- Fitton, M. G. & Gauld, I. D. (1976): The family-group names of the Ichneumonidae (excluding Ichneumoninae) (Hymenoptera). Systematic Entomology 1: 247-258.
- Fitton, M. G. & Gauld, I. D. (1978): Further notes on family-group names of Ichneumonidae (Hymenoptera). Systematic Entomology 3: 245-247.
- Gauld, I. D. (1976): The classification of the Anomaloninae (Hymenoptera: Ichneumonidae). Bulletin of the British Museum of Natural History (Entomology) 33: 1-135.
- Oehlke J. (1966): Die westpaläarktische Arte der Tribus Poemeniini (Hymenoptera, Ichneumonidae) ["The Western Palearctic species of the tribe Poemeniini"]. Beiträge zur Entomologie 15: 881-892.
- Oehlke J. (1967): Westpaläarktische Ichneumonidae 1, Ephialtinae. Hymenopterorum Catalogus (new edition) 2: 1-49.
- Perkins, J. F. (1959): Ichneumonidae, key to subfamilies and Ichneumoninae – 1. Handbook for the Identification of British Insects 7(part 2ai): 1–116.
- Perkins, J. F. (1960): Hymenoptera: Ichneumonoidea: Ichneumonidae, subfamilies Ichneumoninae 2, Alomyinae, Agriotypinae and Lycorininae. Handbook for the Identification of British Insects 7(part 2aii): 1–96.
- Sime, K., & Brower, A. (1998): Explaining the latitudinal gradient anomaly in ichneumonid species richness: evidence from butterflies. Journal of Animal Ecology 67: 387-399
- Tereshkin, A. (2009): Illustrated key to the tribes of subfamilia Ichneumoninae and genera of the tribe Platylabini of world fauna (Hymenoptera, Ichneumonidae). Linzer biol. Beitr. 41/2: 1317-1608. PDF
- Townes, H. T. (1969a): Genera of Ichneumonidae, Part 1 (Ephialtinae, Tryphoninae, Labiinae, Adelognathinae, Xoridinae, Agriotypinae). Memoirs of the American Entomological Institute 11: 1-300.
- Townes, H. T. (1969b): Genera of Ichneumonidae, Part 2 (Gelinae). Memoirs of the American Entomological Institute 12: 1-537.
- Townes, H. T. (1969c): Genera of Ichneumonidae, Part 3 (Lycorininae, Banchinae, Scolobatinae, Porizontinae). Memoirs of the American Entomological Institute 13: 1-307.
- Townes, H. T. (1971): Genera of Ichneumonidae, Part 4 (Cremastinae, Phrudinae, Tersilochinae, Ophioninae, Mesochorinae, Metopiinae, Anomalinae, Acaenitinae, Microleptinae, Orthopelmatinae, Collyriinae, Orthocentrinae, Diplazontinae). Memoirs of the American Entomological Institute 17: 1-372.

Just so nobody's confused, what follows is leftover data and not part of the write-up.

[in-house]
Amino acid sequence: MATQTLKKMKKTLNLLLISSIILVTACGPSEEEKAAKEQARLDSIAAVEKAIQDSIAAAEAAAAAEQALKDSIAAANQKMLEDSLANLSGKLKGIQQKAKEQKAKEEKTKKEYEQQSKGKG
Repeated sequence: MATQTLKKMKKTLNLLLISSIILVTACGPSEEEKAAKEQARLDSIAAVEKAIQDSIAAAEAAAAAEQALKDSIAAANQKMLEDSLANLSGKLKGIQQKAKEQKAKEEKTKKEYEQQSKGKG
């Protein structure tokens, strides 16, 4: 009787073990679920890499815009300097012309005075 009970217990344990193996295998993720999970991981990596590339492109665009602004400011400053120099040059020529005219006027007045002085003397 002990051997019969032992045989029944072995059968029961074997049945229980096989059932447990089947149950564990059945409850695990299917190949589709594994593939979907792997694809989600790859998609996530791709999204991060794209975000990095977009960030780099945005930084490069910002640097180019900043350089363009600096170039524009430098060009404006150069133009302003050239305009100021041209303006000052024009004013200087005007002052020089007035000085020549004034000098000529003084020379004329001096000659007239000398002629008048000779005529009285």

- Townes, H. T. ; Momoi, S. A. & Townes, M. (1965): Catalogue and Reclassification of Eastern Palearctic Ichneumonidae Memoirs of the American Entomological Institute 5: 1-661 pages.
- Wahl, David (1999): Classification and Systematics of the Ichneumonidae (Hymenoptera). Version of 1999-JUL-19. Retrieved 2008-JUN-18.
|Wikimedia Commons has media related to Ichneumonidae.|
|Wikispecies has information related to: Ichneumonidae|
- Long Family Description Many illustrations from John Curtis British Entomology
- Short Family Description
Taxonomy and Systematics
- Ichneumonidae:Classification of afrotropical ichneumonid wasps. Extensive use of images.
- Key to Subfamilies found in Britain and Ireland Extensive use of images.
- Aramel Overview. In French.
- Important Systematic Literature
- Reference large-format photos of 15 different species of Ichneumonidae
- Photo Essay: Giant Ichneumon Wasps Ovipositing
- Reference Photos: Giant Ichneumon Wasps - Male Megarhyssa sp.
- Ichneumonidae as Biological Control Agents of Pests with Bibliography long download pdf
- Ichneumonid Types in Entomological Institute of Hokkaido University In Japanese but a pulldown menu of Subfamilies by clicking bottom box.
- Ichneumonidae Database In Korean but with images and type repositories in English.
- Diagnostic features of subfamilies
- Key to subfamilies in Spanish and not all the families, but good photos.
- Diadegma insulare on the University of Florida / Institute of Food and Agricultural Sciences Featured Creatures website
- Taiwan Digital Insects 401 species imaged.
- Galerie Insecte French Images by subfamily and genus.
- Hymis De Images 47 on 6 pages of authority (expert) named Ichneumonidae. Ongoing.
- W.Rutkies Images. Authority id.
- Camille Thirion Image Gallery
- Hymatol Subfamily Key Powerpoint pdf Excellent photos, figures and text. Note that it is 300MB in size.
- A.Tereshkin: Information about different species of Ichneumonidae (Hymenoptera), first of all Ichneumoninae Stenopneusticae, collected by author (taxonomic, faunistic and biological data, original images, methods of Ichneumonidae collecting etc.) and PDF collection of some G. Heinrich’s articles.